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The relevance of equal splits: On a behavioral discontinuity in ultimatum games

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  • Güth, Werner
  • Huck, Steffen
  • Müller, Wieland

Abstract

The findings on the ultimatum game are considered as belonging to the most robust experimental results. In this paper we present a slightly altered version of the mini ultimatum game of Bolton and Zwick (1995). Whereas in the latter exactly equal splits were feasible in our games these were replaced by nearly equal splits favoring (slightly) the proposer in one version and the responder in a second version. Such a minor change should not matter if behavior was robust. We found, however, a behavioral discontinuity in the sense that fair offers occur less often when equal splits are replaced by nearly equal splits. This has implications for theories incorporating fairness into economics. --

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Paper provided by Humboldt University of Berlin, Interdisciplinary Research Project 373: Quantification and Simulation of Economic Processes in its series SFB 373 Discussion Papers with number 1998,7.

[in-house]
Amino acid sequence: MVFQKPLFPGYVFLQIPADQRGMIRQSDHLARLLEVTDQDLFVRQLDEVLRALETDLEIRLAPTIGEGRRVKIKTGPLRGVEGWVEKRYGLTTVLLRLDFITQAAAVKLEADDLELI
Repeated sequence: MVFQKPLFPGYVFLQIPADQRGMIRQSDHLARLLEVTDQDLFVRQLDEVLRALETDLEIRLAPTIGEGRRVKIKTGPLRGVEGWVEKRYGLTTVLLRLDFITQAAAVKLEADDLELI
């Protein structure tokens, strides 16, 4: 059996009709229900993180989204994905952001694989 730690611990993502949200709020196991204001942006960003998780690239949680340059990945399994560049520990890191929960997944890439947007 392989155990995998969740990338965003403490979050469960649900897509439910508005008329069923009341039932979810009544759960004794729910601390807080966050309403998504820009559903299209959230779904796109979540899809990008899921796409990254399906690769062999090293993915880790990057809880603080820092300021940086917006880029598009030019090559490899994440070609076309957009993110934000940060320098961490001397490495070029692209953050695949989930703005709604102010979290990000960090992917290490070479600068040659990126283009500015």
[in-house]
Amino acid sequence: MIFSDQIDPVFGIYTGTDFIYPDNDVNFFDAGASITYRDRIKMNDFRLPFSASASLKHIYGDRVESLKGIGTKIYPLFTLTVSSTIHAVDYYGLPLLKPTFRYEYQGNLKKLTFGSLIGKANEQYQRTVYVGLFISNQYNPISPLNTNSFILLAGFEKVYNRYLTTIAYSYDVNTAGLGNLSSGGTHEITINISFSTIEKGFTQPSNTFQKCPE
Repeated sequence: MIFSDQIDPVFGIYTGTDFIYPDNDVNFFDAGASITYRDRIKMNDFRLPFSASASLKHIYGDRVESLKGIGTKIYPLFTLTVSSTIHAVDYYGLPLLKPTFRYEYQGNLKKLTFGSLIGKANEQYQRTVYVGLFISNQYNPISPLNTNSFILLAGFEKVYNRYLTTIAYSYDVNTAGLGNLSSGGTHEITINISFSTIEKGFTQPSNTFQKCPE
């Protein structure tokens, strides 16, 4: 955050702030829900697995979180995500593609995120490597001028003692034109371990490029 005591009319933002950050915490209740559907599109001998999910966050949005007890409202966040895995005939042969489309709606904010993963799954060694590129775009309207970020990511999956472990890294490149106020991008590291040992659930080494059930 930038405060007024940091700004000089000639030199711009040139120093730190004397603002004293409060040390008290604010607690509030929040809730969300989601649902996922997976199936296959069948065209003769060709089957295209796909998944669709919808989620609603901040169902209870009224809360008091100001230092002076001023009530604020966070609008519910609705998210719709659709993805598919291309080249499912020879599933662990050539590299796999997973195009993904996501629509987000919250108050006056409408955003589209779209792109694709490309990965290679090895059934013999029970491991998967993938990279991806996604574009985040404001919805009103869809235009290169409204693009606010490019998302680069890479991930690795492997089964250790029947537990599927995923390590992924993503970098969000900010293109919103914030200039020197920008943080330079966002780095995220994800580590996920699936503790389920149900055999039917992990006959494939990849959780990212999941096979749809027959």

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Date of creation: 1998
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Handle: RePEc:zbw:sfb373:19987

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  1. Bolton, Gary E, 1991. "A Comparative Model of Bargaining: Theory and Evidence," American Economic Review, American Economic Association, vol. 81(5), pages 1096-136, December.
  2. Bolton Gary E. & Zwick Rami, 1995. "Anonymity versus Punishment in Ultimatum Bargaining," Games and Economic Behavior, Elsevier, vol. 10(1), pages 95-121, July.
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Cited by:
  1. Armin Falk & Ernst Fehr & Urs Fischbacher, . "On the Nature of Fair Behavior," IEW - Working Papers 017, Institute for Empirical Research in Economics - University of Zurich.
  2. Brandts, J. & Charness, G., 1998. "Hot Vs. Cold: Sequential Responses and Preference Stability in Experimental Games," UFAE and IAE Working Papers 424.98, Unitat de Fonaments de l'Anàlisi Econòmica (UAB) and Institut d'Anàlisi Econòmica (CSIC).
  3. Gary Charness & Matthew Rabin, 2001. "Social Preferences: Some Simple Tests and a New Model," General Economics and Teaching 0012002, EconWPA.
  4. Steffen Huck & Wieland Mueller, 1998. "Perfect versus imperfect observability---An experimental test of Bagwell's result," Experimental 9804001, EconWPA.

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